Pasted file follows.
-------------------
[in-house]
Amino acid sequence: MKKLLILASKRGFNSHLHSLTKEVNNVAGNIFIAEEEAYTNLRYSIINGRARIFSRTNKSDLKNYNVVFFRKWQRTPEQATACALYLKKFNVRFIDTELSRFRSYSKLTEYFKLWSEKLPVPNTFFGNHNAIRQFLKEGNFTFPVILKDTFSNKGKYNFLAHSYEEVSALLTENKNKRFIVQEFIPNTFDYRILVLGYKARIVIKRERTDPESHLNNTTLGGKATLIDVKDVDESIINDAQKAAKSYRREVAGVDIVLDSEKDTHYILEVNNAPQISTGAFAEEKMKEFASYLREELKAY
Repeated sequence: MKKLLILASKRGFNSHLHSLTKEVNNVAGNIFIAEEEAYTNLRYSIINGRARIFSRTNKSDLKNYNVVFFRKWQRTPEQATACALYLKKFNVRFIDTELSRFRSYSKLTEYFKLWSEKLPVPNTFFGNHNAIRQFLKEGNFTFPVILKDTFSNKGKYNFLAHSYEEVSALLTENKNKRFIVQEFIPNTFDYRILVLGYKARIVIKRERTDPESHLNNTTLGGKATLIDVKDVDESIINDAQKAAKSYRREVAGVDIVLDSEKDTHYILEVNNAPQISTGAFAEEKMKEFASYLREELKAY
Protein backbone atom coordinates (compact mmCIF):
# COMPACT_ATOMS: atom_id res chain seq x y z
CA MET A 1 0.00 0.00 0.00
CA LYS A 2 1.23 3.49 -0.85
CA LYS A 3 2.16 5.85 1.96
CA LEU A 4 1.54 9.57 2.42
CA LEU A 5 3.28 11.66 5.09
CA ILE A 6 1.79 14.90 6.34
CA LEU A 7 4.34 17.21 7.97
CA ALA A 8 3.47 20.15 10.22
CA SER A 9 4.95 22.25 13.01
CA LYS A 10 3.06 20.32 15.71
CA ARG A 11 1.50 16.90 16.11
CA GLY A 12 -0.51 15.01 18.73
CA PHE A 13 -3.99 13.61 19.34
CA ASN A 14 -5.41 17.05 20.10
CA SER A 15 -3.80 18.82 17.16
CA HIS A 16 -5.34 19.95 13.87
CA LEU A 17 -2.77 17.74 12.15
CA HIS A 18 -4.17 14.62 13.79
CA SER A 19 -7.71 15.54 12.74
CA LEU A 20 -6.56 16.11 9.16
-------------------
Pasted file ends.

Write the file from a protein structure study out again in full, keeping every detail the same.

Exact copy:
[in-house]
Amino acid sequence: MKKLLILASKRGFNSHLHSLTKEVNNVAGNIFIAEEEAYTNLRYSIINGRARIFSRTNKSDLKNYNVVFFRKWQRTPEQATACALYLKKFNVRFIDTELSRFRSYSKLTEYFKLWSEKLPVPNTFFGNHNAIRQFLKEGNFTFPVILKDTFSNKGKYNFLAHSYEEVSALLTENKNKRFIVQEFIPNTFDYRILVLGYKARIVIKRERTDPESHLNNTTLGGKATLIDVKDVDESIINDAQKAAKSYRREVAGVDIVLDSEKDTHYILEVNNAPQISTGAFAEEKMKEFASYLREELKAY
Repeated sequence: MKKLLILASKRGFNSHLHSLTKEVNNVAGNIFIAEEEAYTNLRYSIINGRARIFSRTNKSDLKNYNVVFFRKWQRTPEQATACALYLKKFNVRFIDTELSRFRSYSKLTEYFKLWSEKLPVPNTFFGNHNAIRQFLKEGNFTFPVILKDTFSNKGKYNFLAHSYEEVSALLTENKNKRFIVQEFIPNTFDYRILVLGYKARIVIKRERTDPESHLNNTTLGGKATLIDVKDVDESIINDAQKAAKSYRREVAGVDIVLDSEKDTHYILEVNNAPQISTGAFAEEKMKEFASYLREELKAY
Protein backbone atom coordinates (compact mmCIF):
# COMPACT_ATOMS: atom_id res chain seq x y z
CA MET A 1 0.00 0.00 0.00
CA LYS A 2 1.23 3.49 -0.85
CA LYS A 3 2.16 5.85 1.96
CA LEU A 4 1.54 9.57 2.42
CA LEU A 5 3.28 11.66 5.09
CA ILE A 6 1.79 14.90 6.34
CA LEU A 7 4.34 17.21 7.97
CA ALA A 8 3.47 20.15 10.22
CA SER A 9 4.95 22.25 13.01
CA LYS A 10 3.06 20.32 15.71
CA ARG A 11 1.50 16.90 16.11
CA GLY A 12 -0.51 15.01 18.73
CA PHE A 13 -3.99 13.61 19.34
CA ASN A 14 -5.41 17.05 20.10
CA SER A 15 -3.80 18.82 17.16
CA HIS A 16 -5.34 19.95 13.87
CA LEU A 17 -2.77 17.74 12.15
CA HIS A 18 -4.17 14.62 13.79
CA SER A 19 -7.71 15.54 12.74
CA LEU A 20 -6.56 16.11 9.16